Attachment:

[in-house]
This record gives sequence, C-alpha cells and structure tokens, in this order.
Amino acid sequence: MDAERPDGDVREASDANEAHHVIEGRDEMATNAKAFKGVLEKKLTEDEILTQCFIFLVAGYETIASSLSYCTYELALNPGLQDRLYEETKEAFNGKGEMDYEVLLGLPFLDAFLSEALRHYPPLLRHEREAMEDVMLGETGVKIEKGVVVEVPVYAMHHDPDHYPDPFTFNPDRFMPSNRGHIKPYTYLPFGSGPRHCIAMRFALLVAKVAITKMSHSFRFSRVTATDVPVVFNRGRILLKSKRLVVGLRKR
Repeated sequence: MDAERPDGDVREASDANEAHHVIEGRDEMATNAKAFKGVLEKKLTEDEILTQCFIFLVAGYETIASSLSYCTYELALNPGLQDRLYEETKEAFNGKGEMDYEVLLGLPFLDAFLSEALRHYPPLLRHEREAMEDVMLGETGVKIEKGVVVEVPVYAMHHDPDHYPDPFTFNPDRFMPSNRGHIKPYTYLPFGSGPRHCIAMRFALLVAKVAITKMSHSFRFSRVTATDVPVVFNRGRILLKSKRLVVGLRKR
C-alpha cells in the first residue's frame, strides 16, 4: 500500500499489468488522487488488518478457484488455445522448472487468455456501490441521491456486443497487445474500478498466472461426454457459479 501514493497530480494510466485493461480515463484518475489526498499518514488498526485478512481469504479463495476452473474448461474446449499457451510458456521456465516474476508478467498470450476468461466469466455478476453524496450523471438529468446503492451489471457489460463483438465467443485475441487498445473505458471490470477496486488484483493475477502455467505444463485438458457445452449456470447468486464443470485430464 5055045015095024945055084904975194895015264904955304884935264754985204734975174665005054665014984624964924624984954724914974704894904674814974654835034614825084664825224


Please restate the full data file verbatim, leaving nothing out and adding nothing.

[in-house]
This record gives sequence, C-alpha cells and structure tokens, in this order.
Amino acid sequence: MDAERPDGDVREASDANEAHHVIEGRDEMATNAKAFKGVLEKKLTEDEILTQCFIFLVAGYETIASSLSYCTYELALNPGLQDRLYEETKEAFNGKGEMDYEVLLGLPFLDAFLSEALRHYPPLLRHEREAMEDVMLGETGVKIEKGVVVEVPVYAMHHDPDHYPDPFTFNPDRFMPSNRGHIKPYTYLPFGSGPRHCIAMRFALLVAKVAITKMSHSFRFSRVTATDVPVVFNRGRILLKSKRLVVGLRKR
Repeated sequence: MDAERPDGDVREASDANEAHHVIEGRDEMATNAKAFKGVLEKKLTEDEILTQCFIFLVAGYETIASSLSYCTYELALNPGLQDRLYEETKEAFNGKGEMDYEVLLGLPFLDAFLSEALRHYPPLLRHEREAMEDVMLGETGVKIEKGVVVEVPVYAMHHDPDHYPDPFTFNPDRFMPSNRGHIKPYTYLPFGSGPRHCIAMRFALLVAKVAITKMSHSFRFSRVTATDVPVVFNRGRILLKSKRLVVGLRKR
C-alpha cells in the first residue's frame, strides 16, 4: 500500500499489468488522487488488518478457484488455445522448472487468455456501490441521491456486443497487445474500478498466472461426454457459479 501514493497530480494510466485493461480515463484518475489526498499518514488498526485478512481469504479463495476452473474448461474446449499457451510458456521456465516474476508478467498470450476468461466469466455478476453524496450523471438529468446503492451489471457489460463483438465467443485475441487498445473505458471490470477496486488484483493475477502455467505444463485438458457445452449456470447468486464443470485430464 5055045015095024945055084904975194895015264904955304884935264754985204734975174665005054665014984624964924624984954724914974704894904674814974654835034614825084664825224